My colleague Michael Singer recently posted a compelling item about the work and words of Nick Carr, who burst into prominence four years ago with a Harvard Business Review article called "IT Doesn't Matter" and shortly thereafter a book with the softer title, Does IT Matter? And now Carr is about to release a followup book. I wish Nick much success with his book sales because he's a remarkably gracious and engaging guy, but I still insist that rarely has someone become so successful by being so wrong.A while back I was involved in some debates/discussions with Nick, and as I was preparing for the first I was winding myself up to really snarl at him and show him that my rejection of his theory was exceeded only by my dislike of him and the horse he rode in on. But then I met him, and liked him instantly: he's open, friendly, witty, and smart as heck. That bonhomie aside, I was intrigued to see in Singer's post that Carr's about to come out with a followup book. If Carr's recent comments are any indication of what the book's core message will be, then we should all prepare for another round of discussions with CEOs and CFOs who will suddenly be asking, "Do we really need all this crap?"
Singer's post offered the following quotations from Carr:
"I've been fascinated by the shift in the reactions to my article since it came out. The immediate response, from industry insiders, was, 'Don't listen to him. He's totally wrong.' After a while, that changed to, 'He's right about a lot of IT, but not all of it.' Then, after some more time passed, the response changed to, 'He's right in general, but there are important exceptions.' Now, what I tend to hear is, 'He was just stating the obvious.' All in all, I'm not displeased with that trend."
If this were 100% true across a large swath of the "industry insider" population, then I'd say bully for Nick, and I was wrong. But I haven't heard anyone say anything of the sort -- I don't know of a single person deeply engaged in this business who says that it's "obvious" that IT doesn't matter.
In fact, I'd go the other direction and defy anyone to come up with some companies that have risen recently to preeminence in their fields *without* a larger-than-ever dependence on IT.
Let's see: Google? Perhaps Nick can tell us how IT is largely irrelevant to what Google does. Toyota? In the past few years that company has used IT to totally revamp how it designs, engineers, procures parts for, manufactures, markets, sells, and services cars and trucks -- and during that time, its become more successful in the United States and around the globe. JPMorgan Chase? Arguably one of the most IT-intensive financial-services companies in the world.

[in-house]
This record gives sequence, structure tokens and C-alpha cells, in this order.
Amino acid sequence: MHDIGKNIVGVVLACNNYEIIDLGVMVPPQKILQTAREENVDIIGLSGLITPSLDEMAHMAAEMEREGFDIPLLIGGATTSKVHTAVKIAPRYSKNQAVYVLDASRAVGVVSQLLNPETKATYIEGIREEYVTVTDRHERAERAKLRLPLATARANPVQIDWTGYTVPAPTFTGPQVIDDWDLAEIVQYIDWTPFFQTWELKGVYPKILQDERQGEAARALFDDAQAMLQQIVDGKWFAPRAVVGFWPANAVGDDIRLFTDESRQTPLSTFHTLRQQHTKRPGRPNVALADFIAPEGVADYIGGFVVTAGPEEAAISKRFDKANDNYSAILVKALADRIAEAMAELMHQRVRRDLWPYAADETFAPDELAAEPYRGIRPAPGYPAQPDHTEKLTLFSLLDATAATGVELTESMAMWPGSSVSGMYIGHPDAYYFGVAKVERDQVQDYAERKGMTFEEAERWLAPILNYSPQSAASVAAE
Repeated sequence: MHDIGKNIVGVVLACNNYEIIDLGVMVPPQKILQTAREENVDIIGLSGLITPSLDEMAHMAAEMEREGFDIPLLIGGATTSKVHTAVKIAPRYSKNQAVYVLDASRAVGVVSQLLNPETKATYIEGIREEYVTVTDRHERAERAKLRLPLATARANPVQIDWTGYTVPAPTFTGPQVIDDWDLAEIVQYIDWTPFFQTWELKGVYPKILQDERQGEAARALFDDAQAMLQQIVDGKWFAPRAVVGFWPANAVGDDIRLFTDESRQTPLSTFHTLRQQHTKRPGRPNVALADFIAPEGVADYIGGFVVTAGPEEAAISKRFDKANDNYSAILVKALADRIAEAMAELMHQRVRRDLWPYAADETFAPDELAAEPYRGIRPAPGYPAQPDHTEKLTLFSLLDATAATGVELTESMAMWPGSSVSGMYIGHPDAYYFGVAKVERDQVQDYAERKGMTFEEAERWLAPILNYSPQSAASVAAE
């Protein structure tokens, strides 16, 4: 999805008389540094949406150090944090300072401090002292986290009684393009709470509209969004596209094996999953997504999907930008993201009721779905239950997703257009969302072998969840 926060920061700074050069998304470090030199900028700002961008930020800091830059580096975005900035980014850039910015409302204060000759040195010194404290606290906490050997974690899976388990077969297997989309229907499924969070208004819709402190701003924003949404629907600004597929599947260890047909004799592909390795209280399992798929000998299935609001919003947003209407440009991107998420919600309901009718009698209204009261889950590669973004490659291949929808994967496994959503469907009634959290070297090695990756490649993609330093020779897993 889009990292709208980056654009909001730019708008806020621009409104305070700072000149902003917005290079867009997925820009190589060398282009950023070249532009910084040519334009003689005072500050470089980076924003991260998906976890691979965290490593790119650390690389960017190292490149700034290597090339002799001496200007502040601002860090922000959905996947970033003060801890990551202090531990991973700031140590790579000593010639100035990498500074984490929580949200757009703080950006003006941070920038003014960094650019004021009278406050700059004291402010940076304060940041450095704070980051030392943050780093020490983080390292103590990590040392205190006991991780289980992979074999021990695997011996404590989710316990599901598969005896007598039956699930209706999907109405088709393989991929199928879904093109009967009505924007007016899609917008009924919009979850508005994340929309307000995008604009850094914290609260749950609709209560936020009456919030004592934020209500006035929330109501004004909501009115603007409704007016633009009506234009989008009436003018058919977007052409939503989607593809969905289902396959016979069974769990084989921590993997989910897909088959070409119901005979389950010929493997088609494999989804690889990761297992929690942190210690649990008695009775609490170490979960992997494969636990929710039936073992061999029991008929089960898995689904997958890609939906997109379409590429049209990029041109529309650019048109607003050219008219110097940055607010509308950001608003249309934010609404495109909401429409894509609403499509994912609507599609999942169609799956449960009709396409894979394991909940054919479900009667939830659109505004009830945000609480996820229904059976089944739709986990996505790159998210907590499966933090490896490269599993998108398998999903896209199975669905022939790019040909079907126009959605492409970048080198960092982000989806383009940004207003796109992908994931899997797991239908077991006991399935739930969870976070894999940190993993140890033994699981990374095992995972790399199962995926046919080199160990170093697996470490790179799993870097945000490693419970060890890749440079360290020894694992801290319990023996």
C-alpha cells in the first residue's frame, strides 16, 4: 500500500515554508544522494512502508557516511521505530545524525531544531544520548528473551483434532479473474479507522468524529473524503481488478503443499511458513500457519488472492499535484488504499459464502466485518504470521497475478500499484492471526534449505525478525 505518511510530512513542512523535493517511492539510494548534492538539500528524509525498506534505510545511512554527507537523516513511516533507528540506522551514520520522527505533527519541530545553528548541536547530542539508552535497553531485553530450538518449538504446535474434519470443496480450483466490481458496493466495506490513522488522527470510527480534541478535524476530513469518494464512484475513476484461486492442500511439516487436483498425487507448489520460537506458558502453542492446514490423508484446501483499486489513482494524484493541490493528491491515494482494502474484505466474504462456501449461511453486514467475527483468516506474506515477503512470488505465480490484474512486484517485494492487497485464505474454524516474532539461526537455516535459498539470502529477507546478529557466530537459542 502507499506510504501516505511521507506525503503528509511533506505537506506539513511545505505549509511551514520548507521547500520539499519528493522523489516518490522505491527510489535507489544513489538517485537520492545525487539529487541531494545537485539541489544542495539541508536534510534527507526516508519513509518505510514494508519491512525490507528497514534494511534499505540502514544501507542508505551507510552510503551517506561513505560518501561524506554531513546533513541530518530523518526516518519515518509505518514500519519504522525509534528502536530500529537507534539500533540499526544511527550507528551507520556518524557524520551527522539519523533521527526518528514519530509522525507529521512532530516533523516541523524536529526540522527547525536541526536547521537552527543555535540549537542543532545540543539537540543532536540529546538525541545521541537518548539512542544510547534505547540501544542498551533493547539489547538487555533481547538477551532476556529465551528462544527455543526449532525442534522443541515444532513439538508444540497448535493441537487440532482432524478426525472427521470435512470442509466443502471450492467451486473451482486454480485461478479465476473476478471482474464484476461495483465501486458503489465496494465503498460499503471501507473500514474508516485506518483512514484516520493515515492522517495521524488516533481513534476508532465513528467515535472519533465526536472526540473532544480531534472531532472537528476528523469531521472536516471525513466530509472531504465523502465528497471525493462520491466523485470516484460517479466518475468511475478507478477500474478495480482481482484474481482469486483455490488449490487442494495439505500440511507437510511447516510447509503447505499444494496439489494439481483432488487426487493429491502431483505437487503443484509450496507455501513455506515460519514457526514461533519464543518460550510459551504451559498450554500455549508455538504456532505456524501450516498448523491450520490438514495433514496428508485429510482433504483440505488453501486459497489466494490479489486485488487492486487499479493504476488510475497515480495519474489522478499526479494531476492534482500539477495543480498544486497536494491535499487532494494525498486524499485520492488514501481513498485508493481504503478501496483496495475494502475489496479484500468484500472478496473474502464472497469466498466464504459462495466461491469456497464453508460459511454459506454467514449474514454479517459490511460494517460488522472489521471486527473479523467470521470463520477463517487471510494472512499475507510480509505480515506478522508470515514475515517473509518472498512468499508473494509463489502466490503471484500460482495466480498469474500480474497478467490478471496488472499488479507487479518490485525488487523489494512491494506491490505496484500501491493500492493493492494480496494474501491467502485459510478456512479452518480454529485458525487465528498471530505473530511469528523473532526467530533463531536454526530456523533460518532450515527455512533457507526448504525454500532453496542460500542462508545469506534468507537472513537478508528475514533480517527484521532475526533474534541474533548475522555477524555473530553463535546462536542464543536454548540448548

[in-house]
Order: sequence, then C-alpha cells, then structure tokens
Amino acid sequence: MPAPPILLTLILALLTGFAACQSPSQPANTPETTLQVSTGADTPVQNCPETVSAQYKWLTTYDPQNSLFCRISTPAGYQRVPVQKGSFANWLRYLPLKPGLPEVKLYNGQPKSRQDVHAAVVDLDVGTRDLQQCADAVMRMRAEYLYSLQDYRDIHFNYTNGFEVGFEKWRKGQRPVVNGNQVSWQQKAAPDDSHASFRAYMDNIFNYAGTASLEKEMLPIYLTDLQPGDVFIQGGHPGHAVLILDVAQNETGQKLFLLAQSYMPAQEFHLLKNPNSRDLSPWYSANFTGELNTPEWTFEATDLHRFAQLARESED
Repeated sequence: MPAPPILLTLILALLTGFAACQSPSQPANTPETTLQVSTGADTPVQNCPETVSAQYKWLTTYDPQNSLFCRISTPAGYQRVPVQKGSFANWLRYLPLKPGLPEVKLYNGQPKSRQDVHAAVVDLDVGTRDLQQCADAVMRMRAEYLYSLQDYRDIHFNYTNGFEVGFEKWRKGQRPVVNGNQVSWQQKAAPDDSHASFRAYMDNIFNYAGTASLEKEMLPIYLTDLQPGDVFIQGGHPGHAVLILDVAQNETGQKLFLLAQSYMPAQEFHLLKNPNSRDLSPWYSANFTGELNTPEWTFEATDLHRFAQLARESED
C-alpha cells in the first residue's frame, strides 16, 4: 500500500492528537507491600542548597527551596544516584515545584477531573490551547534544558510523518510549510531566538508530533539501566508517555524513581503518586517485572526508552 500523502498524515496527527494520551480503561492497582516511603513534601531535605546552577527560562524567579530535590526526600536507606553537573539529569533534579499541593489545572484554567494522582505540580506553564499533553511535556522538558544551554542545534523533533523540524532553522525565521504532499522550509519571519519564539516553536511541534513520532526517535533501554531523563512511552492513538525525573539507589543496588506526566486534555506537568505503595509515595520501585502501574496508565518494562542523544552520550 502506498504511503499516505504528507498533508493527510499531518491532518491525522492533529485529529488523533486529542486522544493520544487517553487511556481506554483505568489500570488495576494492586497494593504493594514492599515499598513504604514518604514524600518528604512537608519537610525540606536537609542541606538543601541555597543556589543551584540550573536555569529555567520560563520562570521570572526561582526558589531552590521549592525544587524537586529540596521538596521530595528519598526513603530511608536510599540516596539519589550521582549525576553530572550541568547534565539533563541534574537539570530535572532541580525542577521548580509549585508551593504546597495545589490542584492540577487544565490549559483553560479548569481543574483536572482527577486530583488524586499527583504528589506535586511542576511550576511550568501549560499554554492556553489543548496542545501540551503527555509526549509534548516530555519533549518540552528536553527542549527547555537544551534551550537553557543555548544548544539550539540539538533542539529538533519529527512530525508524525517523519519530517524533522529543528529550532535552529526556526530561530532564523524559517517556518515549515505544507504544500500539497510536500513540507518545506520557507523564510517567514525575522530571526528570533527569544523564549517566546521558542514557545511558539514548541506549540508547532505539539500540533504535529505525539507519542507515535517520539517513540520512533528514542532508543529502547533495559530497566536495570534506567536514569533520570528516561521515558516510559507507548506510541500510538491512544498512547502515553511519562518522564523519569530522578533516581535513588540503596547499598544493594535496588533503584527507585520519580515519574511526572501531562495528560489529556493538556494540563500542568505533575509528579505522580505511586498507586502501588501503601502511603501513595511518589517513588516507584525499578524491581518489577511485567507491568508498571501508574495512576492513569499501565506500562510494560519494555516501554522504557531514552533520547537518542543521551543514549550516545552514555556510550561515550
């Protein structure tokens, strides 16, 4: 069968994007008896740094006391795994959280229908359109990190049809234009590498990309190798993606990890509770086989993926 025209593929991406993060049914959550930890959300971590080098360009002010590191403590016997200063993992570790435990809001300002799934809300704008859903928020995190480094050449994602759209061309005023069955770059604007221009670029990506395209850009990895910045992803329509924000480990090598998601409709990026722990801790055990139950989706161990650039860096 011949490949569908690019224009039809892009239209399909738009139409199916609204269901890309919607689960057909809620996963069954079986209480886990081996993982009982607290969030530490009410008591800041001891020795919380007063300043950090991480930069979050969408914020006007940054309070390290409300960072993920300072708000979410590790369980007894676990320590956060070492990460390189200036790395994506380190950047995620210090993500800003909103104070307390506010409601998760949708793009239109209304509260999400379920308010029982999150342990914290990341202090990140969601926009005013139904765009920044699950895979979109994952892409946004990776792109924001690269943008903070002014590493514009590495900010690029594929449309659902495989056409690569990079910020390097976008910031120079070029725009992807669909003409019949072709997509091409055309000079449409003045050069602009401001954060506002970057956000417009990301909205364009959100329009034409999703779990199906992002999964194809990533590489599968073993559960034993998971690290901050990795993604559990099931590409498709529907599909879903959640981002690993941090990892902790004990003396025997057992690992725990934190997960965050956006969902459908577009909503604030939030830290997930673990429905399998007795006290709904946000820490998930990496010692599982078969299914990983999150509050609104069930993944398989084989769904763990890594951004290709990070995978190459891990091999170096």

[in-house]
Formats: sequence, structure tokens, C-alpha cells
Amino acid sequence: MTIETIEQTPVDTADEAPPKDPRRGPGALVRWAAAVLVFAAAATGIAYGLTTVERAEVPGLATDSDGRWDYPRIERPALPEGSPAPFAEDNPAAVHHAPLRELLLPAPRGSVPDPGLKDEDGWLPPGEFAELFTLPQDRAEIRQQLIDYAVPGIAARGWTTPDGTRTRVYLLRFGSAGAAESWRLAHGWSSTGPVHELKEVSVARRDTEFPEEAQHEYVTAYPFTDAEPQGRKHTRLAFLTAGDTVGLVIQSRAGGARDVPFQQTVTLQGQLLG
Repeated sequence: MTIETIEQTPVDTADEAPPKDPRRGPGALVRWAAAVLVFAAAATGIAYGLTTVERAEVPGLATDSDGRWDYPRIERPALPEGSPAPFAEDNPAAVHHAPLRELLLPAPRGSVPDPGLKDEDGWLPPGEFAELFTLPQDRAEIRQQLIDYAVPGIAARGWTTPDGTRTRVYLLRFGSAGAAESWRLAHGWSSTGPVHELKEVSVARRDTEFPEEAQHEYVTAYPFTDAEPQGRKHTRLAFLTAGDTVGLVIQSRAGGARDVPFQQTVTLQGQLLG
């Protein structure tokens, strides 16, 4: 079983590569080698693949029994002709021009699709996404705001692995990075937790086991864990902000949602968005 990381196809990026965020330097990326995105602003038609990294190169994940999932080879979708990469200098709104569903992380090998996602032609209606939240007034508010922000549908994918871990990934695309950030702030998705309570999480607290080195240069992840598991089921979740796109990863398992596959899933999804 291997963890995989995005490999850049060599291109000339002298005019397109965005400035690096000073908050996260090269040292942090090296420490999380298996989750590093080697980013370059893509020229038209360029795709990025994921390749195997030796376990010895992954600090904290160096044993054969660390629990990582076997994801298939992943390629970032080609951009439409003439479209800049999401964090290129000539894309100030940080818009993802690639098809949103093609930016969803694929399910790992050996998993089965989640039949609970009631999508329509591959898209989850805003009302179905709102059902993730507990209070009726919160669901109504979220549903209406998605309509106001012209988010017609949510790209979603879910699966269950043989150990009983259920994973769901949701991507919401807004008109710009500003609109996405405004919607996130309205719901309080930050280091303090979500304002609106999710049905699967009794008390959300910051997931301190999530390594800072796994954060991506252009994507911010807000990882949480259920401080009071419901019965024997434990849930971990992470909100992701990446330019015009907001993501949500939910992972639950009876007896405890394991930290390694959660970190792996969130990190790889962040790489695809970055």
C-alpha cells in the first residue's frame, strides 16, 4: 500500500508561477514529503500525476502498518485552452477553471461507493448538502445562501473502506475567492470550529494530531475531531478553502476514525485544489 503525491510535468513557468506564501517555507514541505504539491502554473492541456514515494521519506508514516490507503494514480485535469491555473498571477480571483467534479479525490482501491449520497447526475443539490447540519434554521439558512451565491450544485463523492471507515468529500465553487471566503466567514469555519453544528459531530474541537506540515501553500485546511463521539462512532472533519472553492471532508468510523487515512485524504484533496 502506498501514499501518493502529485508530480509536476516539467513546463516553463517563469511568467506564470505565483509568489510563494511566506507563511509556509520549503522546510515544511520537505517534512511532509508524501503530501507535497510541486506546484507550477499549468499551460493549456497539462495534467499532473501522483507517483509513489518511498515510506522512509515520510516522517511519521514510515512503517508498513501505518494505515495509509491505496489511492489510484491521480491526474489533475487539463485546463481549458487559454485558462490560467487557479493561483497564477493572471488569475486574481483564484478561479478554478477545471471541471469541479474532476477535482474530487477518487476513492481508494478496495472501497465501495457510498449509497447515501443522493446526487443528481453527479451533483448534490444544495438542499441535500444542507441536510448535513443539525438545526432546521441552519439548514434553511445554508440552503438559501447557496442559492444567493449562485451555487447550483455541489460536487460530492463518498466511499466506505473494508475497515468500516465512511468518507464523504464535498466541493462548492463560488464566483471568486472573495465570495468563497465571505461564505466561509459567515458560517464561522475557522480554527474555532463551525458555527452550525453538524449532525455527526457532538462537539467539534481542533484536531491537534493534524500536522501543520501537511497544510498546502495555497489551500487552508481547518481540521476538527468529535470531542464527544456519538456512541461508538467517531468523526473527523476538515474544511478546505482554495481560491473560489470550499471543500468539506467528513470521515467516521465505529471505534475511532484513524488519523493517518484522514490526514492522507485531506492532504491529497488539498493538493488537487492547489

"The main thrust of the article and, more so, the subsequent book, was that information technology should be viewed as a shared infrastructure rather than a source of competitive advantage."
Two quick thoughts on that: perhaps no company on Earth (or anywhere else, for that matter) depends as heavily on customized, deeply strategic IT, as Amazon.com, and a few days ago the company noted a blockbuster quarter, as reported this way on MarketWatch: "On Tuesday, Amazon reported a quarterly profit of $111 million, more than double the same period of a year ago. Sales rose 32% from 2006. Most important, those earnings beat analysts estimates by about 60%."
In addition, Amazon is using that world-class IT infrastructure, intelligence, and expertise to launch its foray into offering computing services to other companies. So IT's not a source of competitive advantage at Amazon? C'mon, Nick! And second, I'm not sure what "shared infrastructure" means, or how that is differentiated from "competitive advantage" -- any thoughts on that, dear readers?
But the most important point in this discussion is what you think: Does IT matter? Are you looking forward to Carr's new book? Is IT a source of competitive advantage or just a fancier version of other "shared infrastructures" such as running water, carpeting, and paint?